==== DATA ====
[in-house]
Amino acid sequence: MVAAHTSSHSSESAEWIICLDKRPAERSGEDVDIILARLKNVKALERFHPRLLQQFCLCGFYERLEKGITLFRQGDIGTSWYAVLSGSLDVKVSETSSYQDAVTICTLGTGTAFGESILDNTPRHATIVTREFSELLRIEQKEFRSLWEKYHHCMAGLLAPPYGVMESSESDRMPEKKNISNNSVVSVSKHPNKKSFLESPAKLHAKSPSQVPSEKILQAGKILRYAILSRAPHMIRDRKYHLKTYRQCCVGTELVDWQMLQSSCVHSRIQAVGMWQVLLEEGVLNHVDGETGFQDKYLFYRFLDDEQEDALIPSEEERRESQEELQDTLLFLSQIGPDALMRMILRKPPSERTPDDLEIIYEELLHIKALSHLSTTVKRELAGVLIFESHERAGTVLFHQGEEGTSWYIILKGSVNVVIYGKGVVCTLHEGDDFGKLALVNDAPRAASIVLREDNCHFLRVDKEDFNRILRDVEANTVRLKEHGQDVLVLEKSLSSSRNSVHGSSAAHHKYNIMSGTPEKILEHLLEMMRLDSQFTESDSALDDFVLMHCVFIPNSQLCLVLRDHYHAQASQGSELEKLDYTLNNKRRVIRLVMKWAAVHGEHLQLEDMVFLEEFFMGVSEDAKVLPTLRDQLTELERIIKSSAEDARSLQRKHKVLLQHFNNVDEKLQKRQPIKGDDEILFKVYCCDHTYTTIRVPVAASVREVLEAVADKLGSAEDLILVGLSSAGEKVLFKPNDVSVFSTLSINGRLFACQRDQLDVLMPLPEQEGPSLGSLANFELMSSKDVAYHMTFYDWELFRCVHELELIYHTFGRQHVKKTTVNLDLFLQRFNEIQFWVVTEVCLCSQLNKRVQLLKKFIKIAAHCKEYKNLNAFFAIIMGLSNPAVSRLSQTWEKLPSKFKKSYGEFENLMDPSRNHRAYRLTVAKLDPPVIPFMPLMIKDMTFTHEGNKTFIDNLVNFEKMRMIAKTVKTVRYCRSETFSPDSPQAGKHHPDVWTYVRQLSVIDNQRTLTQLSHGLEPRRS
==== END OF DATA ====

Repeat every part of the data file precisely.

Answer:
[in-house]
Amino acid sequence: MVAAHTSSHSSESAEWIICLDKRPAERSGEDVDIILARLKNVKALERFHPRLLQQFCLCGFYERLEKGITLFRQGDIGTSWYAVLSGSLDVKVSETSSYQDAVTICTLGTGTAFGESILDNTPRHATIVTREFSELLRIEQKEFRSLWEKYHHCMAGLLAPPYGVMESSESDRMPEKKNISNNSVVSVSKHPNKKSFLESPAKLHAKSPSQVPSEKILQAGKILRYAILSRAPHMIRDRKYHLKTYRQCCVGTELVDWQMLQSSCVHSRIQAVGMWQVLLEEGVLNHVDGETGFQDKYLFYRFLDDEQEDALIPSEEERRESQEELQDTLLFLSQIGPDALMRMILRKPPSERTPDDLEIIYEELLHIKALSHLSTTVKRELAGVLIFESHERAGTVLFHQGEEGTSWYIILKGSVNVVIYGKGVVCTLHEGDDFGKLALVNDAPRAASIVLREDNCHFLRVDKEDFNRILRDVEANTVRLKEHGQDVLVLEKSLSSSRNSVHGSSAAHHKYNIMSGTPEKILEHLLEMMRLDSQFTESDSALDDFVLMHCVFIPNSQLCLVLRDHYHAQASQGSELEKLDYTLNNKRRVIRLVMKWAAVHGEHLQLEDMVFLEEFFMGVSEDAKVLPTLRDQLTELERIIKSSAEDARSLQRKHKVLLQHFNNVDEKLQKRQPIKGDDEILFKVYCCDHTYTTIRVPVAASVREVLEAVADKLGSAEDLILVGLSSAGEKVLFKPNDVSVFSTLSINGRLFACQRDQLDVLMPLPEQEGPSLGSLANFELMSSKDVAYHMTFYDWELFRCVHELELIYHTFGRQHVKKTTVNLDLFLQRFNEIQFWVVTEVCLCSQLNKRVQLLKKFIKIAAHCKEYKNLNAFFAIIMGLSNPAVSRLSQTWEKLPSKFKKSYGEFENLMDPSRNHRAYRLTVAKLDPPVIPFMPLMIKDMTFTHEGNKTFIDNLVNFEKMRMIAKTVKTVRYCRSETFSPDSPQAGKHHPDVWTYVRQLSVIDNQRTLTQLSHGLEPRRS